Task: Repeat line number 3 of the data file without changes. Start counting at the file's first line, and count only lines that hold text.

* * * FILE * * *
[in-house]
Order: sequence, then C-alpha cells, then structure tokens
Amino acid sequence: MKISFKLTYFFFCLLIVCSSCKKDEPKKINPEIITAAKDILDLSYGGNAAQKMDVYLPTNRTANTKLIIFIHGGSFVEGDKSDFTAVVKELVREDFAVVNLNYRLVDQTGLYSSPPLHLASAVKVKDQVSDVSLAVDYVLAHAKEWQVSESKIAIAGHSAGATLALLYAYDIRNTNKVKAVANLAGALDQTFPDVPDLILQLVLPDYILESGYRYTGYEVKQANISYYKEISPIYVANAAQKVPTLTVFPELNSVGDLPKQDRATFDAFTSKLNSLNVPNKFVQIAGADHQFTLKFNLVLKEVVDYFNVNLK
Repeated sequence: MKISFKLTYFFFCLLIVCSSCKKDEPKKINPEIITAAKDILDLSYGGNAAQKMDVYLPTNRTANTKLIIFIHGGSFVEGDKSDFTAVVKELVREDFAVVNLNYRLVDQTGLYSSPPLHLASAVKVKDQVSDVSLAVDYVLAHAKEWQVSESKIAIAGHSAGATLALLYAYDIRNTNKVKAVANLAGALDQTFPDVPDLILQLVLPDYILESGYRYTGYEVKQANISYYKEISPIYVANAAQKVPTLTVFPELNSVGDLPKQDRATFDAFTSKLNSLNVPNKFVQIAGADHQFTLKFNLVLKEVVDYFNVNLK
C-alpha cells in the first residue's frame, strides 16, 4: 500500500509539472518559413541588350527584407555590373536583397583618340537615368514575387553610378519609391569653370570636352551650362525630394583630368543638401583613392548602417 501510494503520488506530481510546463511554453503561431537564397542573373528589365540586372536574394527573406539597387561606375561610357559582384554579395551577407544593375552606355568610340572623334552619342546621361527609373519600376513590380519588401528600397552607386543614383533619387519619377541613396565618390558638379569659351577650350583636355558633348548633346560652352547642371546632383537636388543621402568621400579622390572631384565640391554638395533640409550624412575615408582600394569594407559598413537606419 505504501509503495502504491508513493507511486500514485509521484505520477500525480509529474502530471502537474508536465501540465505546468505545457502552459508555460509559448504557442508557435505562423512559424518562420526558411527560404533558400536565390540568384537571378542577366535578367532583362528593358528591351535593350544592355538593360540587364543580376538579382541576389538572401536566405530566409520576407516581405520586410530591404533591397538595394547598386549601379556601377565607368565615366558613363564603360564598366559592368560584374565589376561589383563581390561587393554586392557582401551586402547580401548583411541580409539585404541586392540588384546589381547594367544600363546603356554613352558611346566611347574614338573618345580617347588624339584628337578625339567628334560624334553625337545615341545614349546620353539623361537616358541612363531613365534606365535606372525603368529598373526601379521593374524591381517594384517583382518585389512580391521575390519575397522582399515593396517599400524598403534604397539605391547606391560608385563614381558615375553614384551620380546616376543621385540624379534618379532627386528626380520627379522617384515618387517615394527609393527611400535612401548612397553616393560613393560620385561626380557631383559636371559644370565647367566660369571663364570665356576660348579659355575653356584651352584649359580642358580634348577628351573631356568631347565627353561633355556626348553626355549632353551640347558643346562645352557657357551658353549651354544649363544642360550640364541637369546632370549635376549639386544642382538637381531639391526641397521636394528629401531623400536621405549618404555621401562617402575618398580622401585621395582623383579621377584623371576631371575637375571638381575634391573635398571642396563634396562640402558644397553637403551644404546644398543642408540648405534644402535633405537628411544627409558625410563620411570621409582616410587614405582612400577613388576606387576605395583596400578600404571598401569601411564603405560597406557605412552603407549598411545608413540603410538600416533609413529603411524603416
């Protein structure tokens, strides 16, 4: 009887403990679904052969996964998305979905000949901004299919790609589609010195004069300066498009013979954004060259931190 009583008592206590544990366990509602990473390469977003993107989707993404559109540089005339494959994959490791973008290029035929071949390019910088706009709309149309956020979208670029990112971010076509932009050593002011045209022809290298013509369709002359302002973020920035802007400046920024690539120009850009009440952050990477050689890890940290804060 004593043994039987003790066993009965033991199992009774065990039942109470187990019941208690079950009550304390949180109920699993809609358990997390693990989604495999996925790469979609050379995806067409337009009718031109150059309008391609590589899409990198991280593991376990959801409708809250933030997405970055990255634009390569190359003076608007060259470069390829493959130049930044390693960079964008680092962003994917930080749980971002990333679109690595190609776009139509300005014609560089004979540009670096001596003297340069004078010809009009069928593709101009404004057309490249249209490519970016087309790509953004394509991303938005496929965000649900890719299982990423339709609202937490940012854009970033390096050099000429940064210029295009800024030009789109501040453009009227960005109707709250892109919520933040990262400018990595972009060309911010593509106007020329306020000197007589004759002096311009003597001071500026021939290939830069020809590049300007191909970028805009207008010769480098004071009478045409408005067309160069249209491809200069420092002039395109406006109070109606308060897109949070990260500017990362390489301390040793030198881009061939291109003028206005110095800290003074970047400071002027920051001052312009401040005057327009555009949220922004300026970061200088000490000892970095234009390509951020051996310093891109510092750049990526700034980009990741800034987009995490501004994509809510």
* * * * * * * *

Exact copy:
Amino acid sequence: MKISFKLTYFFFCLLIVCSSCKKDEPKKINPEIITAAKDILDLSYGGNAAQKMDVYLPTNRTANTKLIIFIHGGSFVEGDKSDFTAVVKELVREDFAVVNLNYRLVDQTGLYSSPPLHLASAVKVKDQVSDVSLAVDYVLAHAKEWQVSESKIAIAGHSAGATLALLYAYDIRNTNKVKAVANLAGALDQTFPDVPDLILQLVLPDYILESGYRYTGYEVKQANISYYKEISPIYVANAAQKVPTLTVFPELNSVGDLPKQDRATFDAFTSKLNSLNVPNKFVQIAGADHQFTLKFNLVLKEVVDYFNVNLK